The uncommon reader
The uncommon reader
Book for April 2009
Group 1
Who would guess that reading books could prompt a constitutional crisis? In Britain this strange and unusual scenario does indeed play out, at least in this delightful political-social comedy by a celebrated British writer.

One day the queen takes inadvertent advantage of a bookmobile that happens to arrive at a Buckingham Palace back door; she rather accidentally borrows a book.

She'd never taken much interest in reading. She read, of course, as one did, but liking books was something she left to other people. As surprising to herself as to those who know her, the queen develops into a dedicated, avid reader of serious literature, and the court and her government are sent reeling by this new royal practice ? as well as by her new-found knowledge about all kinds of things.

When she turns from the joy of reading to a desire to write, the consequences are jolting.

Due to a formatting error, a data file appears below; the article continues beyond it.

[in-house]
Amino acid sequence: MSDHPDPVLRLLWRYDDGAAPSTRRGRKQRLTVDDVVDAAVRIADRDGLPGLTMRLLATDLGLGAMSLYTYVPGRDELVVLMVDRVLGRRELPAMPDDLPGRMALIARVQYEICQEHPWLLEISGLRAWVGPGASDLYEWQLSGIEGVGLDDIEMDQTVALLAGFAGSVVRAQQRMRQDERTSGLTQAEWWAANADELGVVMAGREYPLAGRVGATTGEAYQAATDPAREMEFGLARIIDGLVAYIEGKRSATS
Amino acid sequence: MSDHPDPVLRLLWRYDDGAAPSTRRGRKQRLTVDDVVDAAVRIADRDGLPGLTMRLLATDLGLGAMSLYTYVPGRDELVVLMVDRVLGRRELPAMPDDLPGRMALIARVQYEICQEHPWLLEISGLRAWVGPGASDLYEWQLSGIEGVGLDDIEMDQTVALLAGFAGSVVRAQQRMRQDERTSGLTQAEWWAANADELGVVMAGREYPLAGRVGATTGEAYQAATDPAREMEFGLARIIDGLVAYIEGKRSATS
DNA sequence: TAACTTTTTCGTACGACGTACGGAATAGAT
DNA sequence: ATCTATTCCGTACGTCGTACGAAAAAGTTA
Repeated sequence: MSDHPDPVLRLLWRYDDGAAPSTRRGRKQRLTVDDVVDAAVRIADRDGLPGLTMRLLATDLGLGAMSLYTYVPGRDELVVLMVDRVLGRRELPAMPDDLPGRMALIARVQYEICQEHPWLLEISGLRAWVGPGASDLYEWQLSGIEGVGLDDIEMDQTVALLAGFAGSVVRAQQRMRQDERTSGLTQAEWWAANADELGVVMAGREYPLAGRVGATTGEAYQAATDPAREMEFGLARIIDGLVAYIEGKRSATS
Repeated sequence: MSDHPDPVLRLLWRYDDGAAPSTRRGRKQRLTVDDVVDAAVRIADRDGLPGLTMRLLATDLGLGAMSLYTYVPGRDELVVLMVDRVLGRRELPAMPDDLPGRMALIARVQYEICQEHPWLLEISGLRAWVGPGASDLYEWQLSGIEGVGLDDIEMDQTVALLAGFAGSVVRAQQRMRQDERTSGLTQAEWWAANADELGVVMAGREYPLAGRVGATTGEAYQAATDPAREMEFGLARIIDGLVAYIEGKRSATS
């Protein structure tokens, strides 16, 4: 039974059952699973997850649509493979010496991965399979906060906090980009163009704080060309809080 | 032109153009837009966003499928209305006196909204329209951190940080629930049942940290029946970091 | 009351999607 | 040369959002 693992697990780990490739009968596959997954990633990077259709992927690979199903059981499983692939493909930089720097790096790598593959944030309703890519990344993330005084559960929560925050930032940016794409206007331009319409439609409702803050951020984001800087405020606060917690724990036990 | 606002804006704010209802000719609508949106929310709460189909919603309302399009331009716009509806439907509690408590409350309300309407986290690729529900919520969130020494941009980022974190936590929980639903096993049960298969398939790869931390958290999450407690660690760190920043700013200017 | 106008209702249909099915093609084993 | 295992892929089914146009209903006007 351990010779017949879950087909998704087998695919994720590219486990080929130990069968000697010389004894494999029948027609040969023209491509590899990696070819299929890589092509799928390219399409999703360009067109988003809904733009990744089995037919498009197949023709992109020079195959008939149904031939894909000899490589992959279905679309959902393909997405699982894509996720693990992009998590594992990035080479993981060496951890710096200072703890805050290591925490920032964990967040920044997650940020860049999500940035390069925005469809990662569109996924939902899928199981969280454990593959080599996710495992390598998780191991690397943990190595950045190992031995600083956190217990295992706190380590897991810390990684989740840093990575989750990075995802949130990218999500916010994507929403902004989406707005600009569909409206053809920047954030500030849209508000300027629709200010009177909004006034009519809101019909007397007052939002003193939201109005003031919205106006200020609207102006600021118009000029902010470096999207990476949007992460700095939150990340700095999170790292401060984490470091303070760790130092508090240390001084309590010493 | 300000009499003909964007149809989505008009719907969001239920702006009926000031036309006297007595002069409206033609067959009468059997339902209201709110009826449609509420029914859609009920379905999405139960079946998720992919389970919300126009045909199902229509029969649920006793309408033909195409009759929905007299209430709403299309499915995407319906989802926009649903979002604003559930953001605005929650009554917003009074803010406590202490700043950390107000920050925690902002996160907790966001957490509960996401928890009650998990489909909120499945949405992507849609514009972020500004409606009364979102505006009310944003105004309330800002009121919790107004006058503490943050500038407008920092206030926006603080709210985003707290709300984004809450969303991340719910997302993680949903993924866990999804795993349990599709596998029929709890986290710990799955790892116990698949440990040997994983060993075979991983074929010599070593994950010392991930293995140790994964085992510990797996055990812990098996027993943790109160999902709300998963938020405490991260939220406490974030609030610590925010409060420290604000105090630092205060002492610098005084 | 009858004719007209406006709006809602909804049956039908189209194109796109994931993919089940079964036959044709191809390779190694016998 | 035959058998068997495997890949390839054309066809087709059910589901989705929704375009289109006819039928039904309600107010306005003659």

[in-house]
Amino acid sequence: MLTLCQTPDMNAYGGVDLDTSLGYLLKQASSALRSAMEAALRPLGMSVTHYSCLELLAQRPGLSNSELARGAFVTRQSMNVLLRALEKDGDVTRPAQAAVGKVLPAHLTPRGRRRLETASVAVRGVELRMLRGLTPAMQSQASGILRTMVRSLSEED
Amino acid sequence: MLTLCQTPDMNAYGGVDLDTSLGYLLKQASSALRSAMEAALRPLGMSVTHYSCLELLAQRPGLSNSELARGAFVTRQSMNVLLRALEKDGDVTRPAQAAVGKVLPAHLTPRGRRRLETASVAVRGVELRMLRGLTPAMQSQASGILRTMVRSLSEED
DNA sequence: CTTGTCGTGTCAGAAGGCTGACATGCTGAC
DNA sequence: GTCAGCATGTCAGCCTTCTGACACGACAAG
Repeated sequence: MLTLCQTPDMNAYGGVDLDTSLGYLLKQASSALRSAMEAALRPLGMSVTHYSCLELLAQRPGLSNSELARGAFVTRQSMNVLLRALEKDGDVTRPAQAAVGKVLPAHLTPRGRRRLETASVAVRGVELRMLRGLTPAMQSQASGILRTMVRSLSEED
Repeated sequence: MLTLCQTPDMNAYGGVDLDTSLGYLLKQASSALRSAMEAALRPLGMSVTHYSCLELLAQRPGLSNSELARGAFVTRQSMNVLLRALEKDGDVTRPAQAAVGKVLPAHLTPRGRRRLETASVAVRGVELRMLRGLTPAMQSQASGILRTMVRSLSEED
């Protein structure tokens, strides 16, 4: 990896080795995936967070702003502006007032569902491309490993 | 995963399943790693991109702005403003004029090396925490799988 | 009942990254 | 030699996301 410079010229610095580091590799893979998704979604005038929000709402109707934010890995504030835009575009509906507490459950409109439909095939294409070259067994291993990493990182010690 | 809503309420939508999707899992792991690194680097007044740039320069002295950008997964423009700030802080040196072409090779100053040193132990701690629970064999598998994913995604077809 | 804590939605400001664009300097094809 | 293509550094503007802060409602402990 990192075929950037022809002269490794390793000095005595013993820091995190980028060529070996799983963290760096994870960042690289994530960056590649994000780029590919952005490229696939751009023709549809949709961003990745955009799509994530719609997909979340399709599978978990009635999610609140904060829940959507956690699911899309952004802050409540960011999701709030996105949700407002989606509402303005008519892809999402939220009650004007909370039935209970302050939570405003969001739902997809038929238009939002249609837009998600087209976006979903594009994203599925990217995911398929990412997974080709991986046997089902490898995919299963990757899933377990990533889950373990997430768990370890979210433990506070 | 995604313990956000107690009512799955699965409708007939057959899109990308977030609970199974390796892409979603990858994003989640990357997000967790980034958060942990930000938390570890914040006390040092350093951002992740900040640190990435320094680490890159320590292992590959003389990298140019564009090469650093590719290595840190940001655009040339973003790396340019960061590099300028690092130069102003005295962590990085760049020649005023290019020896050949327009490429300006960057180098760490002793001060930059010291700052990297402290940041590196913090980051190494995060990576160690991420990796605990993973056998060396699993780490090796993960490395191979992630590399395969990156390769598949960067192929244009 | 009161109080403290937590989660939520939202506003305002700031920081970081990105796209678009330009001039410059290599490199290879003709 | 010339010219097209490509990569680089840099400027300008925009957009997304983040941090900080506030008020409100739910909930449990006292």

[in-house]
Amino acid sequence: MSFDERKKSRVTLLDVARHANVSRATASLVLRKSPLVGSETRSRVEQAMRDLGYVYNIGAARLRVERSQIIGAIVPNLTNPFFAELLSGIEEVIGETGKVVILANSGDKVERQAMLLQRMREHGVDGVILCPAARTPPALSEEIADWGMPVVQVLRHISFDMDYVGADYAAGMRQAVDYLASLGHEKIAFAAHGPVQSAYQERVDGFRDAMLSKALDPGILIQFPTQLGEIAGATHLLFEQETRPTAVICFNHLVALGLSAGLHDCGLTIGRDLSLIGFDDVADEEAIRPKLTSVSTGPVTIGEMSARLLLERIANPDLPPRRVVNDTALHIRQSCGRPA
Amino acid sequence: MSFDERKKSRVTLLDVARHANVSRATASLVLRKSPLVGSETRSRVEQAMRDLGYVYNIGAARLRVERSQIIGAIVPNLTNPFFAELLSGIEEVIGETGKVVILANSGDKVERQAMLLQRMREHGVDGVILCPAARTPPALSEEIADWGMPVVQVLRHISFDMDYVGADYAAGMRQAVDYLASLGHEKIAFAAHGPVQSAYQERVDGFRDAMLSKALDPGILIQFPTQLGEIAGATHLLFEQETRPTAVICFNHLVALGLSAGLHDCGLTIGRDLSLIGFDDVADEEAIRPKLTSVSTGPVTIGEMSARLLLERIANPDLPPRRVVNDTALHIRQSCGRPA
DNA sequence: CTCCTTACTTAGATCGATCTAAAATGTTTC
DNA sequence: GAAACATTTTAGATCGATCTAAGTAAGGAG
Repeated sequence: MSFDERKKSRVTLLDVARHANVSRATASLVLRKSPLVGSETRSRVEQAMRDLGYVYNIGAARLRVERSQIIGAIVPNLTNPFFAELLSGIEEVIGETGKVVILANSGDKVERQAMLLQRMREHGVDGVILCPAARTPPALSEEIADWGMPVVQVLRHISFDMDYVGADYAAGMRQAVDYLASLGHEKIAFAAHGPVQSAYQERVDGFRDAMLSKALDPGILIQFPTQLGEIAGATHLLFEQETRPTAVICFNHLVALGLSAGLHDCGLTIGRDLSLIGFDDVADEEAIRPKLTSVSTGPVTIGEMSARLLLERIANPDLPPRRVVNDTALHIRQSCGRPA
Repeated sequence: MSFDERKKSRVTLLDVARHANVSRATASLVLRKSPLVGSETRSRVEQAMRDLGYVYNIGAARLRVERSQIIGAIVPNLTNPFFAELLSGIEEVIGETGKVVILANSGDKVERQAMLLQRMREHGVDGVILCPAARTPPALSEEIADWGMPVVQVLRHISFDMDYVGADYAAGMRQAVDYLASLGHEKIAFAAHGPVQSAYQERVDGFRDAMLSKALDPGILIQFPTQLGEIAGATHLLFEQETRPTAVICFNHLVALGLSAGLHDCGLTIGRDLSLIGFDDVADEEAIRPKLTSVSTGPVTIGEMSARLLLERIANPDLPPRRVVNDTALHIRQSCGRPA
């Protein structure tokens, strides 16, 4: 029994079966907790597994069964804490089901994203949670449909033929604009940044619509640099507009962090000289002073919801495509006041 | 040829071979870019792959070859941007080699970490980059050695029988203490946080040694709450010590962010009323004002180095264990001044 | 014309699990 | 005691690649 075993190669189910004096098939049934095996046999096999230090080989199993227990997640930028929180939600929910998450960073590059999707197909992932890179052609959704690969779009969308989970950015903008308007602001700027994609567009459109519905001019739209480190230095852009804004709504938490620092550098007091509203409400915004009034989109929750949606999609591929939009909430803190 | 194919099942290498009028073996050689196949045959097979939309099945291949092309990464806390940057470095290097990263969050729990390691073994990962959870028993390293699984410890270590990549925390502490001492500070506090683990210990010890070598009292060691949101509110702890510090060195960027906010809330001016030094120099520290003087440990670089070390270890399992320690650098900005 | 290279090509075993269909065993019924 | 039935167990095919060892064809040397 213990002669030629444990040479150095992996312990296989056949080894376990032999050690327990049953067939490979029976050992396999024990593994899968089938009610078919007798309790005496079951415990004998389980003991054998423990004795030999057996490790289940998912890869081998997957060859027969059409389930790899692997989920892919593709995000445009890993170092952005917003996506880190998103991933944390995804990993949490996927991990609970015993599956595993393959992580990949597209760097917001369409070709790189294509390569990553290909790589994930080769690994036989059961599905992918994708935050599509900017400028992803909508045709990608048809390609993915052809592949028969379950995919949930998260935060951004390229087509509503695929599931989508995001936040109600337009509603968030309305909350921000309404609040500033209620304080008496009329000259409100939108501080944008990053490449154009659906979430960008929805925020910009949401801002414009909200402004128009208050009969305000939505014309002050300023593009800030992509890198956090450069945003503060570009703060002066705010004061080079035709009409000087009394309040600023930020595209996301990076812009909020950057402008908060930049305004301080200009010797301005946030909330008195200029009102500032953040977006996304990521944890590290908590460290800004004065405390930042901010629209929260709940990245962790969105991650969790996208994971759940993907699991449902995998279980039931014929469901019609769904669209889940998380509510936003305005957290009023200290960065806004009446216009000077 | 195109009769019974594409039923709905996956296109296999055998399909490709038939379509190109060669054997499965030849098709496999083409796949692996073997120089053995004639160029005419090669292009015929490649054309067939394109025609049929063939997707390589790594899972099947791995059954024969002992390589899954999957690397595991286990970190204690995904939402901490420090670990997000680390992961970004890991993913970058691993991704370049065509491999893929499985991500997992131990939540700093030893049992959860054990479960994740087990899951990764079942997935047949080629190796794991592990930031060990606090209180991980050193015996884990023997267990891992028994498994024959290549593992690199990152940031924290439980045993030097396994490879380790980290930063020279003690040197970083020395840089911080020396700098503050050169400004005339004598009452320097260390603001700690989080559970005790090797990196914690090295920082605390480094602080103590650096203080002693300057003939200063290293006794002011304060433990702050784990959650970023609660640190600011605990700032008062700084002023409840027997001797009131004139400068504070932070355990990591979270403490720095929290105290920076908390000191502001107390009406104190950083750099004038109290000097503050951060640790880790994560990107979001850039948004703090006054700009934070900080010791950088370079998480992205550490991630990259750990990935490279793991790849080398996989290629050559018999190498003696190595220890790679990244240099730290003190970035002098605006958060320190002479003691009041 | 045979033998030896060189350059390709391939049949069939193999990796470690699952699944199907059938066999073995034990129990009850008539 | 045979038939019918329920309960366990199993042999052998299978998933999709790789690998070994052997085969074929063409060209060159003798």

About the Author
Alan Bennet
(born 9 May 1934) is a British playwright, screenwriter, actor and author. Born in Leeds, he attended Oxford University where he studied history and performed with The Oxford Revue. He stayed to teach and research mediaeval history at the university for several years. His collaboration as writer and performer with Dudley Moore, Jonathan Miller and Peter Cook in the satirical revue Beyond the Fringe at the 1960 Edinburgh Festival brought him instant fame. He gave up academia, and turned to writing full time, his first stage play Forty Years On being produced in 1968.

His output includes The Madness of George III and its film incarnation The Madness of King George, the series of monologues Talking Heads, the play The History Boys, and popular audio books, including his readings of Alice's Adventures in Wonderland and Winnie-the-Pooh.